We populate using the article titles, where the stop words are removed and 200 most frequent terms are selected for each field. Since the title should reflect the main topic of each paper, this word collection naturally contains a set of very popular scientific terms. We set the dimensionality of embeddings to be 100, the size of the contexts to be 24, and the negative sample size to be 5.

Iii-B Variation of Terms

Term Avg. Highest and fields
alignment 0.9215 0.9634 (NLP-Comm)
relations 0.8923 0.9654 (NLP-Arch)
translation 0.8905 0.9773 (NLP-Arch)
mapping 0.8819 0.9817 (NLP-Arch)
embedding 0.8780 0.9533 (NLP-Comm)
embed 0.8675 0.9785 (NLP-Arch)
pattern 0.8670 0.9804 (CV-Arch)
feature 0.8621 0.9667 (NLP-Arch)
grid 0.8509 0.9445 (NLP-CV)
semantic 0.8396 0.9679 (NLP-Arch)
TABLE II: Terms with least semantic change.
Term Avg.
linux 0.4721
cryptography 0.5283
multicore 0.5309
imaging 0.5352
intel 0.5452
multiprocess 0.5512
wireless 0.5566
hardware 0.5618
telecom 0.5639
server 0.5664
TABLE I: Terms with most significant semantic change.
Term Most Similar Words Per Field
TABLE III: Most similar words of some terms in Table II and II.

To evaluate the semantic change of a term , we calculate the with the field-specific embeddings of this term, i.e. and . Specifically, we analyze the of one term for in total ten pairs of fields, and for which average of their distances to quantify the overall variation of the term. We set to be 10,000 during the evaluation, which seeks to aggregate semantics from a large neighborhood of each term. Results reported in Table II show the ten terms with the overall most significant semantic changes, and between which fields such changes happen the most, while those in Table II show the ten terms with the least semantic change. The model detects that the meanings of terms like alignment and embedding should vary a lot across different fields, whereas those of terms like hardware and server are expected to be consistent. Table III presents the most similar words of some terms from Table II and Table II in each of the five field. It is noteworthy that, such terms with a high indeed have very different meanings and usages across different fields.

Iii-C Comparison on Human Annotated Data

Methods nDCG at rank 30 nDCG at rank 50
Separate CBOW–JS 0.492 0.753 0.839
GEODIST–Cosine -0.488 0.115 0.406
Our Model–Cosine 0.777 0.815 0.858
Our Model–JS 0.779 0.817 0.858
TABLE IV: Comparison with Human Annotations.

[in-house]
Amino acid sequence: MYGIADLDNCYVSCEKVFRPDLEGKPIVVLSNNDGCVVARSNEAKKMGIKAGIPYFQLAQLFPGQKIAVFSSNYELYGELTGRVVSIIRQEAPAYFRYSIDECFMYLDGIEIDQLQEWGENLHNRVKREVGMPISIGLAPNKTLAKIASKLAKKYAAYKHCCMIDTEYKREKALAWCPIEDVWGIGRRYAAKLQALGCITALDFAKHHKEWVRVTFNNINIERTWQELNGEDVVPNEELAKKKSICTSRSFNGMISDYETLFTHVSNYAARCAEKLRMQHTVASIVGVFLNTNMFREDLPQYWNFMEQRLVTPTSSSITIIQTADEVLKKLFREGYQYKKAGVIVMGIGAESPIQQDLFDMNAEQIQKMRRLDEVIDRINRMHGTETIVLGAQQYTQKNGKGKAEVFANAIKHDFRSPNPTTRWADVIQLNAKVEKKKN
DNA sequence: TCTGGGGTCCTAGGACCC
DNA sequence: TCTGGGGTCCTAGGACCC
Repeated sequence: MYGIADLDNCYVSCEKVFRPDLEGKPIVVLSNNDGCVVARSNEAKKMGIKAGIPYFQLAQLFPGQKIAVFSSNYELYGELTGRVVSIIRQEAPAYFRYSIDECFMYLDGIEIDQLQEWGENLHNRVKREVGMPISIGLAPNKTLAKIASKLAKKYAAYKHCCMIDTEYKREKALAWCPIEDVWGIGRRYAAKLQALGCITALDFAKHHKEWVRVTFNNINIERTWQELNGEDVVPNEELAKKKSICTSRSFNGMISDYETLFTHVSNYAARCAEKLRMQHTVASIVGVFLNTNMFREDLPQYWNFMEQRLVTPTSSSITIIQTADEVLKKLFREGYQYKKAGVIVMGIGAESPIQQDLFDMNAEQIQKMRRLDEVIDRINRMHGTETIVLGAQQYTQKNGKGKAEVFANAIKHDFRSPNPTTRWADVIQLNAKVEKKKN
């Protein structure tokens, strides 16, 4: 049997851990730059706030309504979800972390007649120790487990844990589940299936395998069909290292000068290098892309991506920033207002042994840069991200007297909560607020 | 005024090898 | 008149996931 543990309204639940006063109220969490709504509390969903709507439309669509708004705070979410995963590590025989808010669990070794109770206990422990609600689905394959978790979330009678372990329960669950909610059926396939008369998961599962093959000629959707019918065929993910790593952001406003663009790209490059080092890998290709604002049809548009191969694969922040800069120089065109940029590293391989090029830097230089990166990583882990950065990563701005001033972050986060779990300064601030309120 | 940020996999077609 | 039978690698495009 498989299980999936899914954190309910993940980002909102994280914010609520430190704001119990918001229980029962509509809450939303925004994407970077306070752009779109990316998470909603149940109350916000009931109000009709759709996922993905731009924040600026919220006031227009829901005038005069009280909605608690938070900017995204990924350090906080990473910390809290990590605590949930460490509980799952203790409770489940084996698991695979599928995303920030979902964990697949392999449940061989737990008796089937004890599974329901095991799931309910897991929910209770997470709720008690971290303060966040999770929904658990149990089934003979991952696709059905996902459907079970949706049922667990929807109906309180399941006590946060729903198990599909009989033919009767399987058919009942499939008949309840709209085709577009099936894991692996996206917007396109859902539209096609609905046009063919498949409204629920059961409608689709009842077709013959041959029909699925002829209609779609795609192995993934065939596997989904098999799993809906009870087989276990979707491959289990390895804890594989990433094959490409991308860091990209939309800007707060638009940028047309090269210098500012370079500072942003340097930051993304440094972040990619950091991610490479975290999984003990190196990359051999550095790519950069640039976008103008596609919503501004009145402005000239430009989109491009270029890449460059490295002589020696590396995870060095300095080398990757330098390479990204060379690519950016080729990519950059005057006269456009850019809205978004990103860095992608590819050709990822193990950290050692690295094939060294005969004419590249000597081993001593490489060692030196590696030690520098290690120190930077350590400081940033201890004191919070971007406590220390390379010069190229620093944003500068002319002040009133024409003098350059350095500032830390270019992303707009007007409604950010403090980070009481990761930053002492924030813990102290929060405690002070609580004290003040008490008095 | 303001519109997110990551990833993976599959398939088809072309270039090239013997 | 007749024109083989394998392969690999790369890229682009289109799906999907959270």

To quantitatively evaluate the term variation found by our model, we randomly choose 50 terms and instruct a group of 30 Computer Science PhD students to annotate them as semantically varied (+1) or not (-1), across the five research fields. We make sure each single term is annotated by at least five PhD students, sum their annotations up, and divide the summed number by 5 to get the annotated term variation. We collect all annotation for 50 terms and compare with the corresponding variation returned from different methods as shown in Table IV. As a baseline, separately-trained CBOW model on each of the five domains is considered, and the variation is calculated using Jaccard Similarity mentioned before. We also ran the GEODIST model introduced by [3] on the corpus for comparison. Then we test the performances on our model using both Cosine Similarity and Jaccard Similarity as similarity measures. For metrics, we use Pearson Correlation () [15] and Normalized Discounted Cumulative Gain (nDCG) at rank 10 and 50 [16]. From the results, we can see that our model performs better than baselines for all three metrics. For Pearson Correlation (), the improvement is more significant and the calculated variation has a linear correlation with the ground truth annotation. GEODIST fails to differentiate the semantic variation of terms across different groups of literature with selected terms, thus obtains a negative correlation and a low nDCG score. We hypothesis that it is because for the research field corpus, the language style of individual paper in the same field varies greatly and it is a more noisy corpus than the Google Book Ngrams corpus they used. Our model works well with the noisy data and also outperforms the separately-traind CBOW baseline. We also observe that using Jaccard similarity improves the results, showing that second order similarity metrics are arguably better than first order metrics.